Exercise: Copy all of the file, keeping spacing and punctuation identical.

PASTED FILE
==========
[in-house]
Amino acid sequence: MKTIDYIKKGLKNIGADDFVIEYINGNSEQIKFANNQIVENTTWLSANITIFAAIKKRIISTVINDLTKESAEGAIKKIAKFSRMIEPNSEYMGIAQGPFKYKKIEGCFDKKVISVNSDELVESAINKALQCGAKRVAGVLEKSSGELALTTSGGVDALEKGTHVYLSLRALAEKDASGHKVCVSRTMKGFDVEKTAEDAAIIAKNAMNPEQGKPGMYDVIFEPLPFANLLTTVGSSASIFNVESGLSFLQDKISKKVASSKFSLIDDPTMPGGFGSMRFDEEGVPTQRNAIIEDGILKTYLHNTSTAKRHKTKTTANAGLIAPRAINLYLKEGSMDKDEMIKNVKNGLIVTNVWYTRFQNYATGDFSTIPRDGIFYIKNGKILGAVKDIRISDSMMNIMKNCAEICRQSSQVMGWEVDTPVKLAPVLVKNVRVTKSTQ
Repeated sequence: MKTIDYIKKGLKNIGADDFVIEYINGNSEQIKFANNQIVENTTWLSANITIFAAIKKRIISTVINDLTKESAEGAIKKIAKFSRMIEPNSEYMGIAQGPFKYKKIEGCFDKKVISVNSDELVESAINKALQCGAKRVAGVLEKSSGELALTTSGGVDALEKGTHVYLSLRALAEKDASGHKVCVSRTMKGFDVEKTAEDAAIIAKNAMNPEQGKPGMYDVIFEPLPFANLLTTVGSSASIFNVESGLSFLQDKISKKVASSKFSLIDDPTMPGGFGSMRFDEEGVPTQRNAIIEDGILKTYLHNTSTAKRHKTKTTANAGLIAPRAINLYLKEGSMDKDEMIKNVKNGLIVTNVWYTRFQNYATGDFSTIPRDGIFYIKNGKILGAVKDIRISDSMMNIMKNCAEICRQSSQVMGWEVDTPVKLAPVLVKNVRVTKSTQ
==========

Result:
[in-house]
Amino acid sequence: MKTIDYIKKGLKNIGADDFVIEYINGNSEQIKFANNQIVENTTWLSANITIFAAIKKRIISTVINDLTKESAEGAIKKIAKFSRMIEPNSEYMGIAQGPFKYKKIEGCFDKKVISVNSDELVESAINKALQCGAKRVAGVLEKSSGELALTTSGGVDALEKGTHVYLSLRALAEKDASGHKVCVSRTMKGFDVEKTAEDAAIIAKNAMNPEQGKPGMYDVIFEPLPFANLLTTVGSSASIFNVESGLSFLQDKISKKVASSKFSLIDDPTMPGGFGSMRFDEEGVPTQRNAIIEDGILKTYLHNTSTAKRHKTKTTANAGLIAPRAINLYLKEGSMDKDEMIKNVKNGLIVTNVWYTRFQNYATGDFSTIPRDGIFYIKNGKILGAVKDIRISDSMMNIMKNCAEICRQSSQVMGWEVDTPVKLAPVLVKNVRVTKSTQ
Repeated sequence: MKTIDYIKKGLKNIGADDFVIEYINGNSEQIKFANNQIVENTTWLSANITIFAAIKKRIISTVINDLTKESAEGAIKKIAKFSRMIEPNSEYMGIAQGPFKYKKIEGCFDKKVISVNSDELVESAINKALQCGAKRVAGVLEKSSGELALTTSGGVDALEKGTHVYLSLRALAEKDASGHKVCVSRTMKGFDVEKTAEDAAIIAKNAMNPEQGKPGMYDVIFEPLPFANLLTTVGSSASIFNVESGLSFLQDKISKKVASSKFSLIDDPTMPGGFGSMRFDEEGVPTQRNAIIEDGILKTYLHNTSTAKRHKTKTTANAGLIAPRAINLYLKEGSMDKDEMIKNVKNGLIVTNVWYTRFQNYATGDFSTIPRDGIFYIKNGKILGAVKDIRISDSMMNIMKNCAEICRQSSQVMGWEVDTPVKLAPVLVKNVRVTKSTQ